Shadowrun Returns… Again


Shadowrun Returns came out back in July of 2013, but this isn’t a new game. Nor is it just any old DLC expansion, no, Dragonfall is a whole new campaign of equal length, added on as a downloadable content. For those unaware, Shadowrun Returns is a turn-based RPG, with many of the classical elements of the tabletop, such as grid-based movement, stat checks, and plenty of out of combat decisions and skills. These similarities are not coincidental; the original Shadowrun is a tabletop RPG with some similarities to Dungeons & Dragons, dating all the way back to 1989. It was born from one of the chief desires of the early 90s/late 80s: to turn something beloved and old (in this case, high fantasy) into something modern and gritty. The result is something like a mash-up of Bladerunner and Tolkien, a bizarrely twisted future wracked by nuclear meltdowns, where cyborgs and omnipotent hackers live alongside (and sometimes are) dragons, elves, and trolls.

Dragonfall isn’t a continuation of the previous campaign, Dead Man’s Switch, but rather an entirely new storyline, with entirely new characters, give or take a few omnipotent and omnipresent characters throughout the setting. Dragonfall takes us to 2054, Berlin. Now an independent entity after the collapse of Germany under the weight of disaster and race riots, its neighborhoods are divided into local governments based on power and trust. The Flux-State exists in pure, classic, anarchy. From there, the player character is a mercenary, earning their bread in blood and stolen data, from corporate espionage and personal vendetta alike. Start a job that begins with death and deception, and ends with you taking your team of troll sniper, punk shaman, and mysterious cyborg through a maze of information, lies, and ever present danger, at the heart of which rests an ancient dragon.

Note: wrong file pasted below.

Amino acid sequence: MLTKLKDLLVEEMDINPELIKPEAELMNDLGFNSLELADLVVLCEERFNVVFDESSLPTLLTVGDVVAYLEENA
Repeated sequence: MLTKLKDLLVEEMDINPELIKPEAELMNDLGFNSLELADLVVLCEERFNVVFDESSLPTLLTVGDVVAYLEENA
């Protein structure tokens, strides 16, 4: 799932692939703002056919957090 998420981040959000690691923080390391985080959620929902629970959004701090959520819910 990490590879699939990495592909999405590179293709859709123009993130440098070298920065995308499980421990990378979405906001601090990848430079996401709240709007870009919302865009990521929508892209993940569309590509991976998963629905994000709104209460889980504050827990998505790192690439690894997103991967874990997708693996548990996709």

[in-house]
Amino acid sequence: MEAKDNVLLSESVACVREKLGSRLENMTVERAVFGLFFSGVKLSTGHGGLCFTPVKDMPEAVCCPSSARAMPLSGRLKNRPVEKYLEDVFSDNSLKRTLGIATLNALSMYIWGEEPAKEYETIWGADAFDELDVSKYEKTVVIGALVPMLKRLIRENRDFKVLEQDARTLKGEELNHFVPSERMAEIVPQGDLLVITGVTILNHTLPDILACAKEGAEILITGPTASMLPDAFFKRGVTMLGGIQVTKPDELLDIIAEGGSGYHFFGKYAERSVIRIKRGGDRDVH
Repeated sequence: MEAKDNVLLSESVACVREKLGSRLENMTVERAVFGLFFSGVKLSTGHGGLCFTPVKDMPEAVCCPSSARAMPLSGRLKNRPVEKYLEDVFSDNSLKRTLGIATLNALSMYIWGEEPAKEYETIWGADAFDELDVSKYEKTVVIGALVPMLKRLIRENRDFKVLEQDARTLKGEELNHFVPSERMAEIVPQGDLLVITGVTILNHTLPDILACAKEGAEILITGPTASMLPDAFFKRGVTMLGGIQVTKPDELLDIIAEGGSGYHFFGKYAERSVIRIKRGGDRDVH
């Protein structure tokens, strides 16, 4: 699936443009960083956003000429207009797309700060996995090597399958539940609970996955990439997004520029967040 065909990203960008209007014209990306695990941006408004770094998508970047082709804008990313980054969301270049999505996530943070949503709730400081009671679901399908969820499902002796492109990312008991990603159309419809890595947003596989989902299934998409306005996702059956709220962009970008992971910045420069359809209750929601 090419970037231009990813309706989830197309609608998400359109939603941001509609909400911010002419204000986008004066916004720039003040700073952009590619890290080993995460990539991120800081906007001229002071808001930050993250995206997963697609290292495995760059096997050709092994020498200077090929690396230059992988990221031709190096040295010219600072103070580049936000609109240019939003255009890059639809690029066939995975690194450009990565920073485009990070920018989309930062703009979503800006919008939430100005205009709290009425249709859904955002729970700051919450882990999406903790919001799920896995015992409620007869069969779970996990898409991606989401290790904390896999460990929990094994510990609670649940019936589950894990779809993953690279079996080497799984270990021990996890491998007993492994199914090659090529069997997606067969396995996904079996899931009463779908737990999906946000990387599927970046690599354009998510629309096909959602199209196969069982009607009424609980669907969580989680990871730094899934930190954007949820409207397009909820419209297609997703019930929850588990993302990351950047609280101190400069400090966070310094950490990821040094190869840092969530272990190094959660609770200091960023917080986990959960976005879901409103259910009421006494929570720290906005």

If none of this sounds exciting at all, maybe it’s time to stop reading this article, pick up a beige, ceramic mug of lukewarm water, and read the phone book, because you’re boring. Of course, some might accuse this game, which I’m unabashedly talking up, of being boring as well. There’s an enormous amount of reading involved, as the only voice acting is in the noises people make upon taking a hit, and there are clues, conversations, and decisions everywhere in this game. One almost gets the feeling that you have an honest to god Dungeon Master sitting at a computer linked directly to yours, desperately reacting and crafting the world to your decisions. It’s also tactical and turn based, which for some, is a dealbreaker.

But if you consider yourself an RPG player, if you consider storyline a selling point on a game, and you don’t think that reading is something only for other people to do, you should pick up Shadowrun Returns, play through Dead Man’s Switch (which is quite good, also) and then jump straight onto Dragonfall. And if you’ve already got the base game, and you didn’t hate it, you owe it to yourself to pick up the new campaign. It’s even better than the first.

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